The opinion of the court was delivered by: Eduardo C. Robreno, J.
Plaintiffs Richard Archer and Patricia Archer (collectively "Plaintiffs") commenced this action for their exposure to asbestos or asbestos-containing products for which the various defendants are allegedly liable. Defendant MW Custom Papers, LLC ("Defendant"), the successor in interest to named defendant The Mead Corporation ("Mead") moves for summary judgment on two grounds. First, Defendant asserts that the corporate form and Alabama's shareholder immunity defense bar Plaintiffs' claims. Second, Defendant contends that Plaintiffs' claims are barred by the one-year statute of limitations that applies to all cases of asbestos exposure prior to May 1979. For the following reasons, Defendant's motion for summary judgment will be granted.
Plaintiffs filed this action alleging that Richard Archer suffers from pleural mesothelioma, which was caused by exposure to asbestos or asbestos-containing products during his employment at the Cement Asbestos Products Company ("CAPCO") and National Cement facilities in Ragland, Alabama (the "Ragland Facilities"). (See Def.'s Mot. Summ. J. at 2.) Richard Archer was employed as a machinist at CAPCO from 1964-1976 and at National Cement from 1976-2002. (See Pl.'s Mem. at 3.) Also, Patricia Archer alleges a loss of consortium due to Richard Archer's alleged exposure. (See Def.'s Mot. Summ. J. at 2.)
Defendant is the successor in interest to Mead. (See id. at 1.) Plaintiffs' claims against Mead arise because it was a shareholder of CAPCO and National Cement from 1968 until 1974.*fn1 (See Pl.'s Mem. at 3.) At all relevant times, CAPCO and National Cement owned and operated their respective facilities where they manufactured products made from a combination of cement and asbestos. (See id. at 4.) Defendant argues that a mere ownership interest cannot give rise to products or premises liability claims, as it is shielded by the corporate form. (See Def.'s Mot. Summ. J. at 3-5 (citing to Gilbert v. James Russell Motors, Inc., 812 So. 2d 1269, 1273 (Ala. Civ. App. 2001) ("corporate structure is intended to protect shareholders and officers from liability arising from the operation of the corporation")).
Defendant moved for summary judgment on two grounds. First, Defendant asserts that it is entitled to summary judgment because Plaintiffs fail to demonstrate how Mead, as a corporate shareholder of CAPCO and National Cement, is liable for their injuries. (See Def.'s Mot. Summ. J. at 3.) Second, assuming that Mead is liable for any injuries stemming from its ownership of CAPCO and National Cement, Defendant contends that any claim is barred by the applicable Alabama statute of limitations. (Id. at 5.)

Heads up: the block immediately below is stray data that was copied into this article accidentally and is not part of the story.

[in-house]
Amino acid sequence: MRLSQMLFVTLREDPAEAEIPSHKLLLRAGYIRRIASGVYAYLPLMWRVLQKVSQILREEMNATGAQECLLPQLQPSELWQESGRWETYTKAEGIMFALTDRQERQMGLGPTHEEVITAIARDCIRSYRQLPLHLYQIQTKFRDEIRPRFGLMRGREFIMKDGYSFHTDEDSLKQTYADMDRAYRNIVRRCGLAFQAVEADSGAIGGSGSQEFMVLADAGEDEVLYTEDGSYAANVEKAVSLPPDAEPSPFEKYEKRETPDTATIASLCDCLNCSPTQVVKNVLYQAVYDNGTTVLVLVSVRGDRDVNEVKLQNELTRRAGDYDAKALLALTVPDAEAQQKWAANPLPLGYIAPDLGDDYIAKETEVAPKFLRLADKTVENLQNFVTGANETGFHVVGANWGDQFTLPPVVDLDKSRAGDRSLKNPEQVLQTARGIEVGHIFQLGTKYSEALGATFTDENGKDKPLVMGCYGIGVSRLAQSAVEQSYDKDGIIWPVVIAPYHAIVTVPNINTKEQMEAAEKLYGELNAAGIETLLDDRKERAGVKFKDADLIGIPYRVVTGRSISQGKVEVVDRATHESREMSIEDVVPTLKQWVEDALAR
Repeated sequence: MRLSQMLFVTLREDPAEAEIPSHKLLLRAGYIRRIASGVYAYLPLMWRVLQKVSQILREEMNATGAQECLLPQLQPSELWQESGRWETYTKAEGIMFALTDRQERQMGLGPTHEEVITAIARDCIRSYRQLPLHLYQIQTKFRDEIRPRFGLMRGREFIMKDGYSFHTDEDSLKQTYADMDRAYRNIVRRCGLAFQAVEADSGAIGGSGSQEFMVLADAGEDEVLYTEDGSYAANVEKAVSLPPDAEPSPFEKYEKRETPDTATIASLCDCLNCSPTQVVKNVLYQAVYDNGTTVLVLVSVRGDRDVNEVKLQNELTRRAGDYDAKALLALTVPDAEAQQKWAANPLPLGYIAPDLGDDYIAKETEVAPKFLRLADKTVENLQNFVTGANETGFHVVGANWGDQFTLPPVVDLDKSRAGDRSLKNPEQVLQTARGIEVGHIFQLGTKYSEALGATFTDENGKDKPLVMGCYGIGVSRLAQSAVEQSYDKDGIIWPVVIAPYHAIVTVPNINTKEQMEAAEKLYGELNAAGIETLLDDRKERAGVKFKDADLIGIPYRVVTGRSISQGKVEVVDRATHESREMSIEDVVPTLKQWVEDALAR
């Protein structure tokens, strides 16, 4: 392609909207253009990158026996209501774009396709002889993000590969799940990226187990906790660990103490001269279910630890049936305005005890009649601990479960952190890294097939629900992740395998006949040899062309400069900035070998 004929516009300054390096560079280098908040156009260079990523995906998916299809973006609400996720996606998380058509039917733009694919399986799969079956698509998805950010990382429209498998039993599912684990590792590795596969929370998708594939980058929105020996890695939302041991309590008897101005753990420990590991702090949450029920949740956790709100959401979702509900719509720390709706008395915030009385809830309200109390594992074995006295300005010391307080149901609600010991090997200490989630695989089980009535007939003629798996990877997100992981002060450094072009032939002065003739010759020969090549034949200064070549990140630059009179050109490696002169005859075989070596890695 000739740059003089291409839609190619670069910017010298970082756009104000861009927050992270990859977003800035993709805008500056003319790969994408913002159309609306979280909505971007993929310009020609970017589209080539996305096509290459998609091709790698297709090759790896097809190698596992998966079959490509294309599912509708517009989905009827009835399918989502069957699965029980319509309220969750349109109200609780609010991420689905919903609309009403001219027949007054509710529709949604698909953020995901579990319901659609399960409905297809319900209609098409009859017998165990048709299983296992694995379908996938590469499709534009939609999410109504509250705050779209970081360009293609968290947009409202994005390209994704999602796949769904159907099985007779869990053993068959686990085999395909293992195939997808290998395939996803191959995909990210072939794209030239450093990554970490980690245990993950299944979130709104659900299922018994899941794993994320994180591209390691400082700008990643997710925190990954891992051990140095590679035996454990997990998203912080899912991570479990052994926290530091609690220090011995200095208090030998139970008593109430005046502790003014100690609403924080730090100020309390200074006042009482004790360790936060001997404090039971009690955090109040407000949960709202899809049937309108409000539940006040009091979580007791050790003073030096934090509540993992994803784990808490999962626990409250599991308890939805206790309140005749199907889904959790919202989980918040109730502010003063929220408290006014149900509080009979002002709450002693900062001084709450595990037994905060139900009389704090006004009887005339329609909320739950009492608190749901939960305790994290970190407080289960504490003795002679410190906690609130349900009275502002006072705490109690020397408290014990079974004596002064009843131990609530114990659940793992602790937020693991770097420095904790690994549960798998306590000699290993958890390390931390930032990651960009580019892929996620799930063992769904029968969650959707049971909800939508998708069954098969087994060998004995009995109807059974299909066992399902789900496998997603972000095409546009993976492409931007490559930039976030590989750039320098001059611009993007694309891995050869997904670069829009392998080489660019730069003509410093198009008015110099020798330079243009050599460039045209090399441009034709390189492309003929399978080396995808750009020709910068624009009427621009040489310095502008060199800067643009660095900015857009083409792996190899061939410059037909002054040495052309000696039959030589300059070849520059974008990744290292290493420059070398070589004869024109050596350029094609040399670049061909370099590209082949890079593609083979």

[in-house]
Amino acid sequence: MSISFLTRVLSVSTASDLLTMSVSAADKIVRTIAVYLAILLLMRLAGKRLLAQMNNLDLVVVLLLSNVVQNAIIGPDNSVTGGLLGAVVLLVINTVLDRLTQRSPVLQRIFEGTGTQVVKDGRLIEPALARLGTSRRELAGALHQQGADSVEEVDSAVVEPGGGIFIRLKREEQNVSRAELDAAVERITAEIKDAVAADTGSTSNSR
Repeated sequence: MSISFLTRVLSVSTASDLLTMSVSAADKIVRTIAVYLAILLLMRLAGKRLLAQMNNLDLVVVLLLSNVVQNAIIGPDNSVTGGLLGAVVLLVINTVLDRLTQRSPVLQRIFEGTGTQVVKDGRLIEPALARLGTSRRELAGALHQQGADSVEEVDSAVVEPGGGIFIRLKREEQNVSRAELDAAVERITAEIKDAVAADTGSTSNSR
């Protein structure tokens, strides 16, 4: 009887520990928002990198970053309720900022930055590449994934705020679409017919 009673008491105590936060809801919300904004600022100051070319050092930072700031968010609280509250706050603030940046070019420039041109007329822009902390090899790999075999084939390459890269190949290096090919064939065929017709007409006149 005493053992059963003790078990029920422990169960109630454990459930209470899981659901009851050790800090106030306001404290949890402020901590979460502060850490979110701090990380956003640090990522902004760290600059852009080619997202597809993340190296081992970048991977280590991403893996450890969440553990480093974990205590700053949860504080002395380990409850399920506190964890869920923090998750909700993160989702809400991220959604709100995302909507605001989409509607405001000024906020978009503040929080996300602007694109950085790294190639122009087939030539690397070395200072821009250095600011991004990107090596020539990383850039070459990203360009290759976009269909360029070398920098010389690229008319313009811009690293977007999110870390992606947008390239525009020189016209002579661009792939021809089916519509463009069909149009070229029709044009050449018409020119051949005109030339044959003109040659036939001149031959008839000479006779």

Plaintiffs contend that Mead voluntarily assumed a duty of safety at the CAPCO facility and was negligent in exercising that duty. (See Pl.'s Mem. at 5.) Specifically, Plaintiffs claim that Mead "voluntarily asserted control over safety and industrial hygiene programs at the CAPCO facility" and that Mead's liability extends beyond the sale of its ownership interests. (Id. at 7, 9.)
This matter is before the Court on the basis of diversity jurisdiction. This case was originally filed in the Alabama Circuit Court in St. Clair County, Alabama. It was removed to the Northern District of Alabama and was subsequently consolidated under MDL-875 in the Eastern District of Pennsylvania.
The Court, as the MDL transferee court, will apply federal procedural law as interpreted by the Third Circuit, the circuit where the transferee court sits. See Various Plaintiffs v. Various Defendants (Oil Field Cases), 673 F. Supp. 2d 358, 362 (E.D. Pa. 2009) (citing In re Korean Air Lines Disaster of Sept. 1, 1983, 829 F.2d 1171, 1178 (D.C. Cir. 1987)). Therefore, the Court will apply Fed. R. Civ. P. 56(c) as interpreted by the Third Circuit.
In applying substantive law, the transferee court must distinguish between matters of federal and state law. Where the Court has jurisdiction based upon diversity of citizenship under 28 U.S.C. § 1332, the Court will apply state substantive law as determined by the choice of law analysis required by the state in which the action was filed, in this case Alabama. See id. at 362-63 (citing Van Dusen v. Barrack, 376 U.S. 612, 639 (1964) (evaluating applicable law after change of venue under 28 U.S.C. § 1404(a)); In re Dow Sarabond ...